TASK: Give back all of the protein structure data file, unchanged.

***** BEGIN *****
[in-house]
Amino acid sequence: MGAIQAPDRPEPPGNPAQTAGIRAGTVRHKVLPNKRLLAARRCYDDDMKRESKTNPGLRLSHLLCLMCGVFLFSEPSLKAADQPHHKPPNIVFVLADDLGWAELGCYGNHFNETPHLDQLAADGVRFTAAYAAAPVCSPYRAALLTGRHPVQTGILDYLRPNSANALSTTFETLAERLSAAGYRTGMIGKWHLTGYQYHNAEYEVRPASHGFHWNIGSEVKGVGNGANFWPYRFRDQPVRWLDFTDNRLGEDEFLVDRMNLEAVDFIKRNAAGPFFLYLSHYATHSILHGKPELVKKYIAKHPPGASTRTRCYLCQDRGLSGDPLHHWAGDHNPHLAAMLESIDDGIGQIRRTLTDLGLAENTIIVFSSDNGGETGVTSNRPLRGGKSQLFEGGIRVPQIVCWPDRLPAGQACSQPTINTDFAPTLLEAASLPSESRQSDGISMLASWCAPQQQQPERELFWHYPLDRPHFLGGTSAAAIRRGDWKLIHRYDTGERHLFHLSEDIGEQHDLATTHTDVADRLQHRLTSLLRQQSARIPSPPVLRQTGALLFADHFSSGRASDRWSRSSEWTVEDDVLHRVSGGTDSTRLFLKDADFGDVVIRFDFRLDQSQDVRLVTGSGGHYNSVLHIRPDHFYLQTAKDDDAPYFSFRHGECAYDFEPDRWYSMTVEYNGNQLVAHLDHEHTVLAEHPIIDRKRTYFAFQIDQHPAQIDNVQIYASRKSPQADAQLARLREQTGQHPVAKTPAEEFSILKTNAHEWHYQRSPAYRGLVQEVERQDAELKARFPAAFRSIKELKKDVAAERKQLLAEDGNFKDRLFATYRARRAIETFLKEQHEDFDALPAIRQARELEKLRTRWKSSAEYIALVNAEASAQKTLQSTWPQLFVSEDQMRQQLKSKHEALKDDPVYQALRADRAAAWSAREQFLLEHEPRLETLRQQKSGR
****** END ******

[in-house]
Amino acid sequence: MGAIQAPDRPEPPGNPAQTAGIRAGTVRHKVLPNKRLLAARRCYDDDMKRESKTNPGLRLSHLLCLMCGVFLFSEPSLKAADQPHHKPPNIVFVLADDLGWAELGCYGNHFNETPHLDQLAADGVRFTAAYAAAPVCSPYRAALLTGRHPVQTGILDYLRPNSANALSTTFETLAERLSAAGYRTGMIGKWHLTGYQYHNAEYEVRPASHGFHWNIGSEVKGVGNGANFWPYRFRDQPVRWLDFTDNRLGEDEFLVDRMNLEAVDFIKRNAAGPFFLYLSHYATHSILHGKPELVKKYIAKHPPGASTRTRCYLCQDRGLSGDPLHHWAGDHNPHLAAMLESIDDGIGQIRRTLTDLGLAENTIIVFSSDNGGETGVTSNRPLRGGKSQLFEGGIRVPQIVCWPDRLPAGQACSQPTINTDFAPTLLEAASLPSESRQSDGISMLASWCAPQQQQPERELFWHYPLDRPHFLGGTSAAAIRRGDWKLIHRYDTGERHLFHLSEDIGEQHDLATTHTDVADRLQHRLTSLLRQQSARIPSPPVLRQTGALLFADHFSSGRASDRWSRSSEWTVEDDVLHRVSGGTDSTRLFLKDADFGDVVIRFDFRLDQSQDVRLVTGSGGHYNSVLHIRPDHFYLQTAKDDDAPYFSFRHGECAYDFEPDRWYSMTVEYNGNQLVAHLDHEHTVLAEHPIIDRKRTYFAFQIDQHPAQIDNVQIYASRKSPQADAQLARLREQTGQHPVAKTPAEEFSILKTNAHEWHYQRSPAYRGLVQEVERQDAELKARFPAAFRSIKELKKDVAAERKQLLAEDGNFKDRLFATYRARRAIETFLKEQHEDFDALPAIRQARELEKLRTRWKSSAEYIALVNAEASAQKTLQSTWPQLFVSEDQMRQQLKSKHEALKDDPVYQALRADRAAAWSAREQFLLEHEPRLETLRQQKSGR